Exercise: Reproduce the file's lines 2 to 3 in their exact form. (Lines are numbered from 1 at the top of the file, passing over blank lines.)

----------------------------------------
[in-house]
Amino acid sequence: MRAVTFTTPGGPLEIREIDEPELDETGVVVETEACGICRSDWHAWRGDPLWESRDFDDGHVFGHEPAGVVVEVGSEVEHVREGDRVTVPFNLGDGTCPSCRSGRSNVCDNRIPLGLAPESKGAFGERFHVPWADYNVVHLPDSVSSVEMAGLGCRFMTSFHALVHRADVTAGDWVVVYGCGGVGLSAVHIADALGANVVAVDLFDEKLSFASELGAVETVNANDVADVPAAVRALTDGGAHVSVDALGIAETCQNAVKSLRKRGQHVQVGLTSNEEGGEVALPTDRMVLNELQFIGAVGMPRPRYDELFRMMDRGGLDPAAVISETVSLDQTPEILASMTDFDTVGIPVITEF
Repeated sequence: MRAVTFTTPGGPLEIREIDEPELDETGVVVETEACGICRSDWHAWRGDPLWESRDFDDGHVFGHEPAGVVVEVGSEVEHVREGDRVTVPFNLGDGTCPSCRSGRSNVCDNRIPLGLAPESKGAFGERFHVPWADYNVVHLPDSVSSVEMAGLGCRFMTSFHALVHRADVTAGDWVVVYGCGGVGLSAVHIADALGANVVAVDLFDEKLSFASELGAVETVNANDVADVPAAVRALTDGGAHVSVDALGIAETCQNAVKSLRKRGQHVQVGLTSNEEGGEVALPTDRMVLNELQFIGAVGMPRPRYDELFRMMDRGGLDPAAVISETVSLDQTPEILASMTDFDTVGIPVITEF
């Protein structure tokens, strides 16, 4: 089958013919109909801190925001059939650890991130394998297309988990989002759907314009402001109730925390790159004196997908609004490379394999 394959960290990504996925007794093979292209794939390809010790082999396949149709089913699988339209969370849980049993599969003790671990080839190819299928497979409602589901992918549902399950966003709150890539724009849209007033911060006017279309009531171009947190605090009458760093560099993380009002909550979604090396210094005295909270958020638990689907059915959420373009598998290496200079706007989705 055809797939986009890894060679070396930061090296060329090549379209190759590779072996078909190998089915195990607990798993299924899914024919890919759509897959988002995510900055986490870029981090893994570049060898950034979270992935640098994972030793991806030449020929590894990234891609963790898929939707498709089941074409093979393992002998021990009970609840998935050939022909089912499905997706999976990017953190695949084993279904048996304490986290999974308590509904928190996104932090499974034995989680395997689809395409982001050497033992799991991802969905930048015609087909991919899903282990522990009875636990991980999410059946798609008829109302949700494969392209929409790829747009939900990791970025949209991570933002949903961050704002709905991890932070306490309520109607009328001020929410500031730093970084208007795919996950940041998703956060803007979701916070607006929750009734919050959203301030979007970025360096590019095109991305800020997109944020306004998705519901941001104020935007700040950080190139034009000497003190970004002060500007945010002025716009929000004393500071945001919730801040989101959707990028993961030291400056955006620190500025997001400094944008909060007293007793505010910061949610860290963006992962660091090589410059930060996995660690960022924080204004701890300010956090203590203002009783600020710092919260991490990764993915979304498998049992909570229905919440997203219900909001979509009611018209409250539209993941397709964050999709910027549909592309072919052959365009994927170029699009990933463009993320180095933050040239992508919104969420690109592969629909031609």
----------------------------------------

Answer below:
Amino acid sequence: MRAVTFTTPGGPLEIREIDEPELDETGVVVETEACGICRSDWHAWRGDPLWESRDFDDGHVFGHEPAGVVVEVGSEVEHVREGDRVTVPFNLGDGTCPSCRSGRSNVCDNRIPLGLAPESKGAFGERFHVPWADYNVVHLPDSVSSVEMAGLGCRFMTSFHALVHRADVTAGDWVVVYGCGGVGLSAVHIADALGANVVAVDLFDEKLSFASELGAVETVNANDVADVPAAVRALTDGGAHVSVDALGIAETCQNAVKSLRKRGQHVQVGLTSNEEGGEVALPTDRMVLNELQFIGAVGMPRPRYDELFRMMDRGGLDPAAVISETVSLDQTPEILASMTDFDTVGIPVITEF
Repeated sequence: MRAVTFTTPGGPLEIREIDEPELDETGVVVETEACGICRSDWHAWRGDPLWESRDFDDGHVFGHEPAGVVVEVGSEVEHVREGDRVTVPFNLGDGTCPSCRSGRSNVCDNRIPLGLAPESKGAFGERFHVPWADYNVVHLPDSVSSVEMAGLGCRFMTSFHALVHRADVTAGDWVVVYGCGGVGLSAVHIADALGANVVAVDLFDEKLSFASELGAVETVNANDVADVPAAVRALTDGGAHVSVDALGIAETCQNAVKSLRKRGQHVQVGLTSNEEGGEVALPTDRMVLNELQFIGAVGMPRPRYDELFRMMDRGGLDPAAVISETVSLDQTPEILASMTDFDTVGIPVITEF